Melanie Green, an associate professor in the Department of Communication at the University of Buffalo, will present a free public lecture. Her research examines the power of narrative to change beliefs, including the effects of fictional stories on real-world attitudes. Her theory of "transportation into a narrative world" focuses on immersion into a story as a mechanisim of narrative influence. She has edited two books and published numerous articles in leading communication, psychology and interdisciplinary journals.
April 04, 2016
“The Awakenings of the Filtered”
A free public lecture by Christian Sandvig, an associate professor at the University of Michigan. The lecture -- “The Awakenings of the Filtered: Algorithmic Personalization in Social Media and Beyond” -- is co-sponsored by the College of Communications and University Libraries. In his lecture Sandvig will argure that media of all kinds have been transformed to include automatic selection and ranking as a basic part of their operation. The Pockrass Lecture was named after the late Professor Robert M. Pockrass, a member of Penn State's journalism faculty from 1948 to 1977. Pockrass, who specialized in public opinion and popular culture, served as the graduate officer and taught radio news writing.
October 28, 2016
“The Promise and Peril of Political Humor as a Rhetorical Device”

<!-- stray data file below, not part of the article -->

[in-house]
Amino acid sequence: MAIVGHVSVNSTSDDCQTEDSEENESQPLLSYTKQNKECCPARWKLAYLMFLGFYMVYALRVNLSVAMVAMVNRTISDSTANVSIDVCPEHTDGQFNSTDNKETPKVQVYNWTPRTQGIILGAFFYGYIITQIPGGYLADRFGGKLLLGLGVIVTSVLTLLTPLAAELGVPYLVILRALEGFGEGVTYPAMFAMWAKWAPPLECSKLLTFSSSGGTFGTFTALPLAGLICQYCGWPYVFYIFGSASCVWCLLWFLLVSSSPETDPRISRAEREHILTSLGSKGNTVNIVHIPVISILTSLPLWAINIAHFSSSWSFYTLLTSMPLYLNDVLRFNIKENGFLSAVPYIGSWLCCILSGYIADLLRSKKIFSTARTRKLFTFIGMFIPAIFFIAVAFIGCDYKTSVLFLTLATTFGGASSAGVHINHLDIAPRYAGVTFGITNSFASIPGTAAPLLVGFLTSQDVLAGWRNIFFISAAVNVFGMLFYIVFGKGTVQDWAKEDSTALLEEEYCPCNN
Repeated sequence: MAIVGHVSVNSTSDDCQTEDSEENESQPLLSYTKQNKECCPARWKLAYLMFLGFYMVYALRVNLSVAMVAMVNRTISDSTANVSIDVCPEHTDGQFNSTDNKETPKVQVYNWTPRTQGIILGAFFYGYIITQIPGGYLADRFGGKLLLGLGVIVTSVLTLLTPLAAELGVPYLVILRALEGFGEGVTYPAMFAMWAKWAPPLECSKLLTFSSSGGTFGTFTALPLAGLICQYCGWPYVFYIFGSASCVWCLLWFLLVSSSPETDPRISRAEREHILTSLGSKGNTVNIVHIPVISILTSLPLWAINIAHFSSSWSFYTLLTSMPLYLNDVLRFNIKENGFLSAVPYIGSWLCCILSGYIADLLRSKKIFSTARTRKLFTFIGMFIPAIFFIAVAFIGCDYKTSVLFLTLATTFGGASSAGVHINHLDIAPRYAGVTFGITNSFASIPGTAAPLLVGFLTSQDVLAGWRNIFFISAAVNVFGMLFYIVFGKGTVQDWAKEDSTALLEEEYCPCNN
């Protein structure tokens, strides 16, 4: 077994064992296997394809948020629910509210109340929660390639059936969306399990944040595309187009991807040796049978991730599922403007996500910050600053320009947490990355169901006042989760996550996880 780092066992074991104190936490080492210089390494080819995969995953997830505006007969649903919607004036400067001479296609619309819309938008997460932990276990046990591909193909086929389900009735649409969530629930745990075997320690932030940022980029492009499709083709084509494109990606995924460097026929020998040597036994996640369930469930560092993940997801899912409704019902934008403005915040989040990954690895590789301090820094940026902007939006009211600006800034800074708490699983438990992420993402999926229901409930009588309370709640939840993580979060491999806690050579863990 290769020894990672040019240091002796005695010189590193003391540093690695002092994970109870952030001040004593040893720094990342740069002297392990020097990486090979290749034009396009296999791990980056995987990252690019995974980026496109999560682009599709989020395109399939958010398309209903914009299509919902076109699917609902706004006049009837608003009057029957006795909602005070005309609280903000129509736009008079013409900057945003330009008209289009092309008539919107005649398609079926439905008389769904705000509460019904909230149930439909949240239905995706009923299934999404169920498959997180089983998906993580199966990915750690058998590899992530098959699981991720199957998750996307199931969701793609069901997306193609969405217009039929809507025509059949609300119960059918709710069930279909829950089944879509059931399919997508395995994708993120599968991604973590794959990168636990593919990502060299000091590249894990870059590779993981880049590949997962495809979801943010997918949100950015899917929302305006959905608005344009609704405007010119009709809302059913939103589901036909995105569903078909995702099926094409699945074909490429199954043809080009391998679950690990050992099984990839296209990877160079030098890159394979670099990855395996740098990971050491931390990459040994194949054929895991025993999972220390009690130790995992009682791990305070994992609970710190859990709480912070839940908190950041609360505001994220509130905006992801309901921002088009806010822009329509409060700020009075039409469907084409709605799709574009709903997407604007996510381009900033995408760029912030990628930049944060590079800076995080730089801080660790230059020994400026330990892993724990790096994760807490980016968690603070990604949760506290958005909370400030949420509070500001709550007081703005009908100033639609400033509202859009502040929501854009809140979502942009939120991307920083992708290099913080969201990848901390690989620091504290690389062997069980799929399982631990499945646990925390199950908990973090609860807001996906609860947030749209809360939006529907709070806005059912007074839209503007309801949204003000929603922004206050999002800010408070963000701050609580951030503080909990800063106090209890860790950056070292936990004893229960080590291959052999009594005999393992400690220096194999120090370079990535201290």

Dannagai G. Young
Dannagal G. Young, a leading political communication scholar, will present the fall 2016 Robert M. Pockrass Memorial Lecture titled “The Promise and Peril of Political Humor as a Rhetorical Device,” in a free public session sponsored by College of Communications and University Libraries. Young is an associate professor at the University of Delaware. Her research on the psychology and influence of political entertainment has been widely published, including articles in Columbia Journalism Review, Media Psychology, Political Communication, International Journal of Press/Politics and Mass Communication and Society. Her talk will explore the content, categories and influence of political humor. oung will present the results of recent experimental work that shows different rates of humor appreciation among liberals and conservatives, as mediated through personality traits known to correlate with ideology. She will address the role played by social media in stripping political satire of the context necessary to make sense of it in the way intended by the authors. The Pockrass Lecture was named after the late Professor Robert M. Pockrass, a member of Penn State's journalism faculty from 1948 to 1977. Pockrass, who specialized in public opinion and popular culture, served as the graduate officer and taught radio news writing.